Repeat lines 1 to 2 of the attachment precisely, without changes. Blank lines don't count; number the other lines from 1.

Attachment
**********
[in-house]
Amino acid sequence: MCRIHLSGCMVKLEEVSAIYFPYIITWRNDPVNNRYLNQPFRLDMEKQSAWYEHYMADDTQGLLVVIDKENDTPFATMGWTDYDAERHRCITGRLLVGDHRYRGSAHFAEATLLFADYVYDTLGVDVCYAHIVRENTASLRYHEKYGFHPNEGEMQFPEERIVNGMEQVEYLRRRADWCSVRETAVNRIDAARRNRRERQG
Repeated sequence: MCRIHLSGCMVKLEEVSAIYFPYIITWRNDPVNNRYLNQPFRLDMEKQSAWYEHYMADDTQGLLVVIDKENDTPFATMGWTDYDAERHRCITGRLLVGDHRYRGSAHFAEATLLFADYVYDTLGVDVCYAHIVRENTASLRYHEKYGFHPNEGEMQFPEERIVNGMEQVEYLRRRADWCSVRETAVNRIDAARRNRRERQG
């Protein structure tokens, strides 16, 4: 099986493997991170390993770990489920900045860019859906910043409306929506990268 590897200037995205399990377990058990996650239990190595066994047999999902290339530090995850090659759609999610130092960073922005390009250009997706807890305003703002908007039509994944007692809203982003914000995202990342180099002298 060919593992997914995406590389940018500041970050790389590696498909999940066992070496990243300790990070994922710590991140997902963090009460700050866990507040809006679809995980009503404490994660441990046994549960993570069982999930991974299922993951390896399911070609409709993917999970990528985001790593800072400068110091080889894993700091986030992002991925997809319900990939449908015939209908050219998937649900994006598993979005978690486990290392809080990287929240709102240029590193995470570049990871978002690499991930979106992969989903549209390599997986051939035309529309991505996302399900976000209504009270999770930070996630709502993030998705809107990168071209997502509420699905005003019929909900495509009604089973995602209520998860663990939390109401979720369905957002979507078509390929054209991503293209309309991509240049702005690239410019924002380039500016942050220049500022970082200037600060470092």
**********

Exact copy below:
[in-house]
Amino acid sequence: MCRIHLSGCMVKLEEVSAIYFPYIITWRNDPVNNRYLNQPFRLDMEKQSAWYEHYMADDTQGLLVVIDKENDTPFATMGWTDYDAERHRCITGRLLVGDHRYRGSAHFAEATLLFADYVYDTLGVDVCYAHIVRENTASLRYHEKYGFHPNEGEMQFPEERIVNGMEQVEYLRRRADWCSVRETAVNRIDAARRNRRERQG